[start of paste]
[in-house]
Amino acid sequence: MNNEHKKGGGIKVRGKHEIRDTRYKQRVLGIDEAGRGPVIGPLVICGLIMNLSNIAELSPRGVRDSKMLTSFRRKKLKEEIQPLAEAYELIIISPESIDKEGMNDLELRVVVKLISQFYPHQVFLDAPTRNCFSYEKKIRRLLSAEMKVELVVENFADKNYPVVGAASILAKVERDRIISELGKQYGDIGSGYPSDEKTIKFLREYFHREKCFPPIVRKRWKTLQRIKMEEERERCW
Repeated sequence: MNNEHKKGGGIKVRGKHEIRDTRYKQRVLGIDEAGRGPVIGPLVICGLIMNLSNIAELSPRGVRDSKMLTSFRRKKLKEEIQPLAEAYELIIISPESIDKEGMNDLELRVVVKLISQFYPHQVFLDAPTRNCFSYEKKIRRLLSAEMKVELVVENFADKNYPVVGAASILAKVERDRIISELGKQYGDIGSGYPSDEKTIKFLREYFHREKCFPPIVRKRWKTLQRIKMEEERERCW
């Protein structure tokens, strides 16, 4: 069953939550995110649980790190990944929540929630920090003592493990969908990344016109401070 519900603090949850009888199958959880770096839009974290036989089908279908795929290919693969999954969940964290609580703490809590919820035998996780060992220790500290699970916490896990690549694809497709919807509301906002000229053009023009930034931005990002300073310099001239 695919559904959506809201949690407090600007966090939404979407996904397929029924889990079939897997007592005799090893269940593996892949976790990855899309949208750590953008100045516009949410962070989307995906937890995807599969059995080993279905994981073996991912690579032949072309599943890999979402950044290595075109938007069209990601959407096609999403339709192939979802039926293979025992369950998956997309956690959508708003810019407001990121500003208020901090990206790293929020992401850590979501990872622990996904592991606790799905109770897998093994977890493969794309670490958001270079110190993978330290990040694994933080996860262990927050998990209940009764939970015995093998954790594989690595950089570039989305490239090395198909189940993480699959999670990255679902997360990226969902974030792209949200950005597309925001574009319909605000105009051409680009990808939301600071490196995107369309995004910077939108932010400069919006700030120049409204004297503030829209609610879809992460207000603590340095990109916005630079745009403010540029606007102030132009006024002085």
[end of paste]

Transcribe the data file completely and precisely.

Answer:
[in-house]
Amino acid sequence: MNNEHKKGGGIKVRGKHEIRDTRYKQRVLGIDEAGRGPVIGPLVICGLIMNLSNIAELSPRGVRDSKMLTSFRRKKLKEEIQPLAEAYELIIISPESIDKEGMNDLELRVVVKLISQFYPHQVFLDAPTRNCFSYEKKIRRLLSAEMKVELVVENFADKNYPVVGAASILAKVERDRIISELGKQYGDIGSGYPSDEKTIKFLREYFHREKCFPPIVRKRWKTLQRIKMEEERERCW
Repeated sequence: MNNEHKKGGGIKVRGKHEIRDTRYKQRVLGIDEAGRGPVIGPLVICGLIMNLSNIAELSPRGVRDSKMLTSFRRKKLKEEIQPLAEAYELIIISPESIDKEGMNDLELRVVVKLISQFYPHQVFLDAPTRNCFSYEKKIRRLLSAEMKVELVVENFADKNYPVVGAASILAKVERDRIISELGKQYGDIGSGYPSDEKTIKFLREYFHREKCFPPIVRKRWKTLQRIKMEEERERCW
């Protein structure tokens, strides 16, 4: 069953939550995110649980790190990944929540929630920090003592493990969908990344016109401070 519900603090949850009888199958959880770096839009974290036989089908279908795929290919693969999954969940964290609580703490809590919820035998996780060992220790500290699970916490896990690549694809497709919807509301906002000229053009023009930034931005990002300073310099001239 695919559904959506809201949690407090600007966090939404979407996904397929029924889990079939897997007592005799090893269940593996892949976790990855899309949208750590953008100045516009949410962070989307995906937890995807599969059995080993279905994981073996991912690579032949072309599943890999979402950044290595075109938007069209990601959407096609999403339709192939979802039926293979025992369950998956997309956690959508708003810019407001990121500003208020901090990206790293929020992401850590979501990872622990996904592991606790799905109770897998093994977890493969794309670490958001270079110190993978330290990040694994933080996860262990927050998990209940009764939970015995093998954790594989690595950089570039989305490239090395198909189940993480699959999670990255679902997360990226969902974030792209949200950005597309925001574009319909605000105009051409680009990808939301600071490196995107369309995004910077939108932010400069919006700030120049409204004297503030829209609610879809992460207000603590340095990109916005630079745009403010540029606007102030132009006024002085």